President Moon Jae-in insisted that Japan needs to take a humbler approach in dealing with the bad blood caused by the two countries' (quote) "unfortunate history," referring to Japan's colonization of Korea in the early 20th century.
Whether or not Seoul and Tokyo have a future-oriented relationship, he said, is up to Japan.
"These are not problems that were created by the South Korean government."
Last October, South Korea's Supreme Court ordered a Japanese steel company to compensate the Koreans it forced to work without pay during World War 2.
And on Wednesday, another court ordered the company's assets frozen ahead of their likely seizure.
Right away, Japan called in the South Korean ambassador to file a complaint, calling the move (quote) "extremely regrettable."
Japan has argued that a treaty between Seoul and Tokyo in 1965, which reestablished diplomatic relations between the two countries, should have settled all disputes and said the courts' decisions are a breach of the treaty and international law.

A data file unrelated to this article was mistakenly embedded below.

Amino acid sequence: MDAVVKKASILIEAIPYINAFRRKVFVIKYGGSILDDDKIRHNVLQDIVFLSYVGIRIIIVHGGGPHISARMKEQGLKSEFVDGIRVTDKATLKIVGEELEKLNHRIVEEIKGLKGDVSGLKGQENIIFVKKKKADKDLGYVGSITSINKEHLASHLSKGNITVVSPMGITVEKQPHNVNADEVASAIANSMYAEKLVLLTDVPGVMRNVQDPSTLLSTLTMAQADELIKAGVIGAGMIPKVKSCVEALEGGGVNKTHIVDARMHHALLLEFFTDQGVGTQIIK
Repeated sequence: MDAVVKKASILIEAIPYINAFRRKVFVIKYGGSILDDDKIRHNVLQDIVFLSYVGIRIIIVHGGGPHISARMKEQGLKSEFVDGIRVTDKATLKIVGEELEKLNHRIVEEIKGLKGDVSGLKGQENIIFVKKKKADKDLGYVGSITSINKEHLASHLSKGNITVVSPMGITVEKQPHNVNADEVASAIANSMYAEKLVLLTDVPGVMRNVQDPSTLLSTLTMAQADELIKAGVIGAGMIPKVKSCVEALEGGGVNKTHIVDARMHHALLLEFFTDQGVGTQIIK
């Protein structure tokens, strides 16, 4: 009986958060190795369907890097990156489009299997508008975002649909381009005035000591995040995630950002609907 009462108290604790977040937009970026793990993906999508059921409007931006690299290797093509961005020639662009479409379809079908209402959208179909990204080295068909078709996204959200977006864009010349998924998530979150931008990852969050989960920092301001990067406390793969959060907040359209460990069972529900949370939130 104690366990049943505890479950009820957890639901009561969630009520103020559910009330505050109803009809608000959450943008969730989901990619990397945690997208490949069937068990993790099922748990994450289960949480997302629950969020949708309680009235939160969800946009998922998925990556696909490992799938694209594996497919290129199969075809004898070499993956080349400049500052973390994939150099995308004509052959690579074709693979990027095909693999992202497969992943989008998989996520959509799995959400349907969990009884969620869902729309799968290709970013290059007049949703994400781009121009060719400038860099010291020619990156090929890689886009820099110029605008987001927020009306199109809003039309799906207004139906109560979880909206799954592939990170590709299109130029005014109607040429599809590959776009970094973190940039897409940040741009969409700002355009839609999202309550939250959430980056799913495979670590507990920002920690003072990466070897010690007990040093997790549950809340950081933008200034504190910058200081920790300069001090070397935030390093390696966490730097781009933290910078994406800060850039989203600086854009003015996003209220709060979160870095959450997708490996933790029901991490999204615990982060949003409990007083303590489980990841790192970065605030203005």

President Moon said the treaty did not resolve all issues for the victims and urged the Japanese government to respect judicial decisions.
"I don't think it is wise for Japanese politicians and leaders to continue to politicize such issues, creating and spreading controversy."
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Regarding social issues in South Korea, President Moon said the gender gap, one of the largest in the developed world, is a shameful reality. He insisted that his administration has been and will continue trying to break the glass ceiling.
And when asked about criticisms of his appointment of former journalists as senior staff members, seen by some as an inappropriate relationship between the government and the press, President Moon insisted that it is no such thing and that the appointments were based only on their competence.
President Moon Jae-in once again stressed that Seoul and Tokyo must combine their wisdom to resolve these wartime issues and not undermine their forward-looking relationship.
Along with peace on the Peninsula and tangible results in the economy,… normalizing South Korea's relations with Japan is another challenge the Moon administration will have to face this year.
Hwang Hojun, Arirang News.